mobileNavlogo
headerlogo

Using a Text Editor

21 September, 2018

Ratings

Related Blogs

Text Editors in Unix

Being able to use a text editor is probably one of the most critical skills to have as a system administrator. You constantly need to edit con fig files, write scripts or make changes to system files …….. all of which require you to use a text editor.

  • The three most popular editors available today include

Vi(or) Vim:      Text editor with great flexibility. Emacs  :           similar to vi, an advanced text editor with many features. Nano   :           A basic text editor for quick editing

  • Vi (or) Vim Editor:
  • Using this editor to create new files, open the files and modifying the data into a existing files.
  • The Vi Editor is most popular
  • It has three modes:
    • Command mode
    • Insert mode
    • Execution (or) colon mode
  • By default mode is command mode

Syn:  Vim [arguments]   [file] Arguments:                 -           R    -----> opens a file in read –only mode -           o    -----> Open two files at a time +      -----> Starts at the end of the file +          <rum>    -----> Start at line <num>   1   Insert mode options: i --------> To begin insert mode at the current cursor position. I -------->To Insert at the beginning of the current line a-------->To append to the next word’s letter. A --------> To append at the end of the line o  -------->To insert a new line below the cursor position. O  -------->  To Insert a new line above the cursor position.   Commands for command mode: e  --------> Moves to the end of a word b  --------> Moves to the beginning of a word. $  -------->Moves to the end of a line. ˄   -------->Moves to the beginning of a line H -------->Moves to the first line onscreen M --------> Moves to the middle line onscreen L  -------->Moves to the last line onscreen x (nx) -------->Deletes current character. dd (ndd)-------->Deletes the current line dw (ndw)-------->Deletes current word. Yy(nyy)  --------> yanks (copies) the current line p -------->paste below the cursor line P  -------->paste above the cursor line U-------->undo the last action. gg(ngg)-------->go to beginning of the file G -------->End of the file. W (n)-------->To move the cursor forward, word by word. b(n) --------> To move the cursor back word, word by word Ctrl +f -------->To forward one page. Ctrl +b -------->To back word one page. /  -------->To search a word in the file. n -------->Find next occurrence of search word. N --------> find previous occurrence of search word. .  --------> Repeat last command action. Commands for last line mode: :q  -------->To quit without saving :w   -------->To save the changes   :wq    -------->To save & quit   :wq!  (or)   :x  -------->  To save & quit with forcefully.   :set nu  (or)    :se nu -------> To setting line numbers.     :set nonu   (or)   :se nonu------> To remove line numbers.   :n  ------>Jumps to line n :$d ------>To delete last line :! <unixcmd> ------> To execute unix cmds :x  ------>To give password to the file and remove password. :/storing / ------>search a word in the file.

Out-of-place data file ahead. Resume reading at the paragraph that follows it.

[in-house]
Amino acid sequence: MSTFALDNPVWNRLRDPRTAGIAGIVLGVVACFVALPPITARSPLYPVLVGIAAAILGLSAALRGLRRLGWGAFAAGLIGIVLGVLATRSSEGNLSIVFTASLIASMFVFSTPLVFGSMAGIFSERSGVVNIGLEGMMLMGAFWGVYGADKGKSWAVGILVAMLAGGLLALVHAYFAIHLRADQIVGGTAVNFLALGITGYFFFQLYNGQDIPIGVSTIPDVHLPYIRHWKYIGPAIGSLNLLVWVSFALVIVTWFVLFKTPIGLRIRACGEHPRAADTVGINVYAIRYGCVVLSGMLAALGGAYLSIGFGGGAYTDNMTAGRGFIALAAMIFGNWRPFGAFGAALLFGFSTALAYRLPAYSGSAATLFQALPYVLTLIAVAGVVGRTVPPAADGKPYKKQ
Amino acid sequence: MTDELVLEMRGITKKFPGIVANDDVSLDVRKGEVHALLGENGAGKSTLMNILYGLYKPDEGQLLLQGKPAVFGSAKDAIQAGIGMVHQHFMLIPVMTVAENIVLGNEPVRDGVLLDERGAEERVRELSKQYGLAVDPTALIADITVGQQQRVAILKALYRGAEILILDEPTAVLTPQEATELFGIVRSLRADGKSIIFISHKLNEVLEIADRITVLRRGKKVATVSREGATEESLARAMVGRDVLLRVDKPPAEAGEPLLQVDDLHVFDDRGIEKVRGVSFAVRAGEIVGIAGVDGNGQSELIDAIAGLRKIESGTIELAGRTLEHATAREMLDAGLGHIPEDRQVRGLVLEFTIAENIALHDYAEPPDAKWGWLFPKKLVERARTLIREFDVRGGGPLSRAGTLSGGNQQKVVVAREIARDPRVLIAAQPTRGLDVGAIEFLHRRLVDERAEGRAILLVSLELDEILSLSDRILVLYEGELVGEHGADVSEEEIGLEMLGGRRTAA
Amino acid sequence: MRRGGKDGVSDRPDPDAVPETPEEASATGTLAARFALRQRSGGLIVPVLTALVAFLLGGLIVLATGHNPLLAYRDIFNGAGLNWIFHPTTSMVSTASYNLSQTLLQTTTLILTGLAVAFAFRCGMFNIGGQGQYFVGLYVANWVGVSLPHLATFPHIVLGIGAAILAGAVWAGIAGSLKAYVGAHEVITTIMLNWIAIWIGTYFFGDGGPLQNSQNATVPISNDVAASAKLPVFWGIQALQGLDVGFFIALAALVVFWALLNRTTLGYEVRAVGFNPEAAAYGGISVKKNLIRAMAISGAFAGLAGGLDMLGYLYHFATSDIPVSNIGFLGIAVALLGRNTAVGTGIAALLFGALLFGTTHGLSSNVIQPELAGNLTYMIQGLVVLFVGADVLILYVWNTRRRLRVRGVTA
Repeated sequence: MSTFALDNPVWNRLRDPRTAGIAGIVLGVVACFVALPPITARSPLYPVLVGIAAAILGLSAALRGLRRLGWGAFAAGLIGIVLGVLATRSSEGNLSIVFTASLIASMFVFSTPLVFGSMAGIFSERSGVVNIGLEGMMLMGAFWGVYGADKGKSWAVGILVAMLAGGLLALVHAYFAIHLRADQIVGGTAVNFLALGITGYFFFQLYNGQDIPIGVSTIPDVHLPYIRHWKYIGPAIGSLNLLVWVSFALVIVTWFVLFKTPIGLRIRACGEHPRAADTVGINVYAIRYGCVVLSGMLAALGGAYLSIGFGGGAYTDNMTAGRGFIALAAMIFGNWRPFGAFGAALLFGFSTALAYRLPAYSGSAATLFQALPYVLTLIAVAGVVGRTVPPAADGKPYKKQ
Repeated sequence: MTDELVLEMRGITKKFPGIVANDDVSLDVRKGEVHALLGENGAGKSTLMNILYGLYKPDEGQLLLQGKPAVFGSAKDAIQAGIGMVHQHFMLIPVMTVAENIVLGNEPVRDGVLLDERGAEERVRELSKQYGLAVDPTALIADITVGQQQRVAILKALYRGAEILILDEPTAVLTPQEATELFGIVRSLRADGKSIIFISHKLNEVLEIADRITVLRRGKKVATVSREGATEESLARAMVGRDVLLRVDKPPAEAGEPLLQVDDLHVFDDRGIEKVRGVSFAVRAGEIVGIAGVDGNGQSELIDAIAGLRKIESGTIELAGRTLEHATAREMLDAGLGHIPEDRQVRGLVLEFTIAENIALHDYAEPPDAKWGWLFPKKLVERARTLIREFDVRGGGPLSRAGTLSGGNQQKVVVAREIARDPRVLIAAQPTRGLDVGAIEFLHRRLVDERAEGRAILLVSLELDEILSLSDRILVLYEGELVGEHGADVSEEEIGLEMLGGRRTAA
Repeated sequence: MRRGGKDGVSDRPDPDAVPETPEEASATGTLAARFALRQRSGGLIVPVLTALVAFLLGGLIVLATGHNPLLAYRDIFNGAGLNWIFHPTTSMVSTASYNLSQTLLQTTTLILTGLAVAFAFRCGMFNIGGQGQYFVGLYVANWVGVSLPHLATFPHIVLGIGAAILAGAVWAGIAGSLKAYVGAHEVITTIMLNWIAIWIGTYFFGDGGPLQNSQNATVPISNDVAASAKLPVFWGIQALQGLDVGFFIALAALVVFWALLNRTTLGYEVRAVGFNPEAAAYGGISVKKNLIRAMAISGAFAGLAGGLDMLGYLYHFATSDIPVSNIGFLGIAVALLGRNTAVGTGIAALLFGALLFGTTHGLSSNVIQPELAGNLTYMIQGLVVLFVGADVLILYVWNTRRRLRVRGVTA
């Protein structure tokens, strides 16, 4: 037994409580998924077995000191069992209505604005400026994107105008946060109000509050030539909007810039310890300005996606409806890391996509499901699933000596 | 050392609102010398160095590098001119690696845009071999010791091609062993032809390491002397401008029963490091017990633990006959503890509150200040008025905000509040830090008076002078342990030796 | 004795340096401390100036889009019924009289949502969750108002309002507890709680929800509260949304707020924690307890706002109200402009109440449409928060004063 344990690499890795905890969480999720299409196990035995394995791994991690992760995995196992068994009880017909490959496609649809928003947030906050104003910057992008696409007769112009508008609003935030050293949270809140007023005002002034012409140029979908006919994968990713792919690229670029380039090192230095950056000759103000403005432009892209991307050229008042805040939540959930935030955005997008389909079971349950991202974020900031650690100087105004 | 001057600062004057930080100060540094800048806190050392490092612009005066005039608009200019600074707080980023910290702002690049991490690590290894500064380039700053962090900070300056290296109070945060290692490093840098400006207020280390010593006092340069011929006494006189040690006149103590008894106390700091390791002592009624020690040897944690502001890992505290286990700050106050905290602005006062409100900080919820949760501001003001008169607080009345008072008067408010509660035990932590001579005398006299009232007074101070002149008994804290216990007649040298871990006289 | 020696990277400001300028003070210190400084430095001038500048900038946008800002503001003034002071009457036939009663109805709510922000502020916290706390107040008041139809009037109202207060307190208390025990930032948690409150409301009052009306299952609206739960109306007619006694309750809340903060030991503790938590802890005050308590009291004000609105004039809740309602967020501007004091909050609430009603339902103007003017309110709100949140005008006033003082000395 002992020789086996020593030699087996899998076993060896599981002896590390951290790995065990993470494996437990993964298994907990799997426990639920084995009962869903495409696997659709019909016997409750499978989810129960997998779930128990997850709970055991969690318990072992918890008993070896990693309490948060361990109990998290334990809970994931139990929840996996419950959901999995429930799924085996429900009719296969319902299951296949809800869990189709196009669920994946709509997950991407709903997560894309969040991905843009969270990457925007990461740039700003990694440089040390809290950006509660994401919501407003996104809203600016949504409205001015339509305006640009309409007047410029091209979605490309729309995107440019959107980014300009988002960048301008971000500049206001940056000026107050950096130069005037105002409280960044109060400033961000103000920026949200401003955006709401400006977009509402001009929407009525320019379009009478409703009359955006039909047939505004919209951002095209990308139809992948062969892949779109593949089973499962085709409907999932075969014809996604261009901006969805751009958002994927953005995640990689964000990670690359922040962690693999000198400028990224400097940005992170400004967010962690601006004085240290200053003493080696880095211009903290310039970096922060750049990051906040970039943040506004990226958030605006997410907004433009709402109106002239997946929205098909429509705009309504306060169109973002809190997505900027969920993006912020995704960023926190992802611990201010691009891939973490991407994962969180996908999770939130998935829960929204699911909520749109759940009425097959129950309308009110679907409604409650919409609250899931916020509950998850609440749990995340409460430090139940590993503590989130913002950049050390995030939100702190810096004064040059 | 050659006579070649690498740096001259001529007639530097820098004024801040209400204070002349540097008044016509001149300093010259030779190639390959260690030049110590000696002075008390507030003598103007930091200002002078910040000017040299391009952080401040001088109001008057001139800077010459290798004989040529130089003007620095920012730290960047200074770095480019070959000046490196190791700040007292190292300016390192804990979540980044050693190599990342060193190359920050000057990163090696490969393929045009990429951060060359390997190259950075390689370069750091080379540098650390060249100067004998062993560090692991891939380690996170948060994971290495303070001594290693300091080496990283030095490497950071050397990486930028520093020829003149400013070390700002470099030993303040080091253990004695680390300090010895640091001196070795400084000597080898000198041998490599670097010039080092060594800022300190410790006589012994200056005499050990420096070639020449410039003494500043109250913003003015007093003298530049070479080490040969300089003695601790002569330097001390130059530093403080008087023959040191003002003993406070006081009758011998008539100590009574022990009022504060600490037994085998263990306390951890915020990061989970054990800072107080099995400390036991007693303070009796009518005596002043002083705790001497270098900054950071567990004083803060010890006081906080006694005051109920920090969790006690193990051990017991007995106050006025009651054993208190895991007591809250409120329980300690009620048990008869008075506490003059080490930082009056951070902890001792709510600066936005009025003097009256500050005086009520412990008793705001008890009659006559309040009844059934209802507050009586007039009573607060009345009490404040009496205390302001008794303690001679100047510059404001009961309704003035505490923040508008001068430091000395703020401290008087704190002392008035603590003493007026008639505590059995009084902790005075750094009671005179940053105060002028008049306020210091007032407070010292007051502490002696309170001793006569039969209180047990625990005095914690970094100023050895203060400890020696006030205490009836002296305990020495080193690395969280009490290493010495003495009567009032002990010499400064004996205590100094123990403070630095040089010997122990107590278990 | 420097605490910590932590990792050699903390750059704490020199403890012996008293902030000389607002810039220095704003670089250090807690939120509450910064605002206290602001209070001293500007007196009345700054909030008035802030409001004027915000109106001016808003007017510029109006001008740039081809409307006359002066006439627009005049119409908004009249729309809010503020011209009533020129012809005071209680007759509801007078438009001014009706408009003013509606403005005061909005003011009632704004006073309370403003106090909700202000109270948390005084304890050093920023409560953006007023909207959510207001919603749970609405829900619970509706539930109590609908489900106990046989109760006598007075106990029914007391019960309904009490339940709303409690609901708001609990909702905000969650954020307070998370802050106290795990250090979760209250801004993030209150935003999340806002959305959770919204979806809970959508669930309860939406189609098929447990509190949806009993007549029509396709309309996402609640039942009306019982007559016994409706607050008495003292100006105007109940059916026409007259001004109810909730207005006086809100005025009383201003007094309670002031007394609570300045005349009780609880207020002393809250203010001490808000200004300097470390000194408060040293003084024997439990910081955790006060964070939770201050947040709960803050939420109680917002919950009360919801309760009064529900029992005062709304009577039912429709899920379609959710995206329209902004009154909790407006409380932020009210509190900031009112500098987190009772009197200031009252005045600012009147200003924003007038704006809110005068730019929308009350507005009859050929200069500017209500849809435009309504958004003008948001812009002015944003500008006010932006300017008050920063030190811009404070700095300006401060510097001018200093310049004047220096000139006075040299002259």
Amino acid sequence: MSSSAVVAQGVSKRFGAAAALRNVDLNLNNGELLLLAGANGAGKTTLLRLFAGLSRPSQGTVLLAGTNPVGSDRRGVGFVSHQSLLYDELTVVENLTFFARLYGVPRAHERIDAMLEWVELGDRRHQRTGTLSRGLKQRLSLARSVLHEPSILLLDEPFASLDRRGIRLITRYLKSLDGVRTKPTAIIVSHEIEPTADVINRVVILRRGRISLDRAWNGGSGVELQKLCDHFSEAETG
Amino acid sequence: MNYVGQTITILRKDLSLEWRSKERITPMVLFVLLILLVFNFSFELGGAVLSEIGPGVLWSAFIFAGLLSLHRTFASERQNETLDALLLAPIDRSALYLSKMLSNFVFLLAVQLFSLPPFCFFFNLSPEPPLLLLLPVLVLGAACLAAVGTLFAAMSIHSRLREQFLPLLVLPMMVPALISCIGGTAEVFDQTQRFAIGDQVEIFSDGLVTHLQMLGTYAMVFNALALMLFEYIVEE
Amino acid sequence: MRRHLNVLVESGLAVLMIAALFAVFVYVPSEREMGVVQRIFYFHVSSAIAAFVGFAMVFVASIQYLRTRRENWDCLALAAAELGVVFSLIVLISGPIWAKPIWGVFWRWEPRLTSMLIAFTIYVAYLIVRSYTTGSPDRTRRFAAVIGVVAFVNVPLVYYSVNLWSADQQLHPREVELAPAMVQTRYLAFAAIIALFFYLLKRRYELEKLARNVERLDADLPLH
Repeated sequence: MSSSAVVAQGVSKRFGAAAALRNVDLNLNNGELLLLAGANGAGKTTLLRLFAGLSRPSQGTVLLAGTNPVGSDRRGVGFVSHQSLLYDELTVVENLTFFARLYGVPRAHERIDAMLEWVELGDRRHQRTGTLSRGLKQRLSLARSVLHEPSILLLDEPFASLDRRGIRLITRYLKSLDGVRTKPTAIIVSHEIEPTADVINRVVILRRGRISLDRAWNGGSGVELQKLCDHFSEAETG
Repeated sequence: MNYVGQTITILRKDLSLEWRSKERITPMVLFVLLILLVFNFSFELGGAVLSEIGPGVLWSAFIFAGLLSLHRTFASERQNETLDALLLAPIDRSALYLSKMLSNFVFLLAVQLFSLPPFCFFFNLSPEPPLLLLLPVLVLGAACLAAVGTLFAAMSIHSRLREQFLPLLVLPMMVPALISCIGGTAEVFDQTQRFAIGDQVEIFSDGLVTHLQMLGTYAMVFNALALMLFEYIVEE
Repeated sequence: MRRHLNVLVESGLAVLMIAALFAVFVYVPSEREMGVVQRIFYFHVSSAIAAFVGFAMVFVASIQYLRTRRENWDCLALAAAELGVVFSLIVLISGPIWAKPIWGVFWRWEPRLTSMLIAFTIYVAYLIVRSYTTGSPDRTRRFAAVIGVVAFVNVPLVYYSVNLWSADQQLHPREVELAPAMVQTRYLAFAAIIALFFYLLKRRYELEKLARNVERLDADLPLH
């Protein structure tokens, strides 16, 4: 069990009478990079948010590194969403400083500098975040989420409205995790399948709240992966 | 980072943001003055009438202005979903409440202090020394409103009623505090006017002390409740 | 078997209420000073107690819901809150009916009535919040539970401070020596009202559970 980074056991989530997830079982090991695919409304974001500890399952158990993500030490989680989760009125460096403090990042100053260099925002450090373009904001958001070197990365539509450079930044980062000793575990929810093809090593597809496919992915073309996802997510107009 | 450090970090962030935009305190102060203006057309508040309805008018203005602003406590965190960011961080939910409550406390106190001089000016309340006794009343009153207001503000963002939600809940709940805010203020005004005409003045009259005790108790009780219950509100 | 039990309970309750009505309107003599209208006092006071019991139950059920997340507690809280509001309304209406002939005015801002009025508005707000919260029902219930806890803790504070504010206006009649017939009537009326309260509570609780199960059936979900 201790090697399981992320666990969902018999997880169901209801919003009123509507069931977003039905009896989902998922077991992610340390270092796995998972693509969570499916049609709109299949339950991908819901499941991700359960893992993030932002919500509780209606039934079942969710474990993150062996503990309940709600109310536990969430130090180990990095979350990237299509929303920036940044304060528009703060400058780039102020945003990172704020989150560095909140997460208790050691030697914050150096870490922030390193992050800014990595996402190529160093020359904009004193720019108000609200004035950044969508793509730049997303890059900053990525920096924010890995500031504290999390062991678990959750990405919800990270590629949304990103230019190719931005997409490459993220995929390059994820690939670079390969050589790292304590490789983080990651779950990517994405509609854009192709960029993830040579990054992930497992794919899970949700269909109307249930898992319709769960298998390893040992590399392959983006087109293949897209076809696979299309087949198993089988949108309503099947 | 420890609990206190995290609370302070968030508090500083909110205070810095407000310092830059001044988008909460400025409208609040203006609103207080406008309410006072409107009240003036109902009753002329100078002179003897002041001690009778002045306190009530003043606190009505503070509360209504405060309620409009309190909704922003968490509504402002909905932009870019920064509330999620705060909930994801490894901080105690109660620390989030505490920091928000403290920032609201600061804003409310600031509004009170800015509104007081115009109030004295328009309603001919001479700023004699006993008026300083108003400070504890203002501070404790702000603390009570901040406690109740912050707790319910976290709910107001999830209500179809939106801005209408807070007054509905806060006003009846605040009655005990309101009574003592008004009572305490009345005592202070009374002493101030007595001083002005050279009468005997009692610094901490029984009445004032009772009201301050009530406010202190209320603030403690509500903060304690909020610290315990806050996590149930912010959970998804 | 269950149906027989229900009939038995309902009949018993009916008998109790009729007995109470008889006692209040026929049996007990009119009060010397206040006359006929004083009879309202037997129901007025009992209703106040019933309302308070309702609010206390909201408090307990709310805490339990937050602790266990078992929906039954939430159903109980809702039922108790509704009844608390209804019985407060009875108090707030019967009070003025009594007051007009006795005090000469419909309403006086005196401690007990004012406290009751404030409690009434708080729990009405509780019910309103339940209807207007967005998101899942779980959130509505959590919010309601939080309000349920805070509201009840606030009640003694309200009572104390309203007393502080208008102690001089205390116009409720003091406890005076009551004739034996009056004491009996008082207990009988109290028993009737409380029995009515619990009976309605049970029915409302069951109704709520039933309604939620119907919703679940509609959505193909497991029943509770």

Desired to gain proficiency on Linux ? 
Explore the blog post on Linux training online to become a pro in Linux.
  • To find & Replace:

: % S/root/dog/             To replace storing “dog” for the first instance : %s/root/dog/g              For each instance of a line. : %s/root/dog/gi             To ignore case sensitive : %s/root/dog/gc             ask for confirmation    

  • Executing unix commands in vi:

Any unix command can be Executed from the vi command line by typing an “!” before the unix command. EX: : ! Pwd : r ! data           Reads the results from the date command into a new line following the cursor : r ! cat file1

  • I want to copy 1,4 lines to paste after 10th line:

:  1,4 CO 10

  • I want to move 3,7 lines after 8th line:

: 3,7 mo 8

  • I want to copy 1,30 lines create a new file:

: 1,30 w test1

  • I want to append the data into a existing file:

:  8,20 w >> test1

  • I want to insert end of the line (or) we require line

: r/etc/passwd   Managing two files at time: $vim    -0 file1 file2 (or) $vim file1 file2 Options: :n    ----> edit next file (file2) :rew   ----> Rewind to the file (file1) (or)

  • To move one file to another file (ctrl + W)

Press two times For indepth understanding of Linux click on

 
About Author
Authorlogo
Name

TekSlate

Author Bio

TekSlate is the best online training provider in delivering world-class IT skills to individuals and corporates from all parts of the globe. We are proven experts in accumulating every need of an IT skills upgrade aspirant and have delivered excellent services. We aim to bring you all the essentials to learn and master new technologies in the market with our articles, blogs, and videos. Build your career success with us, enhancing most in-demand skills .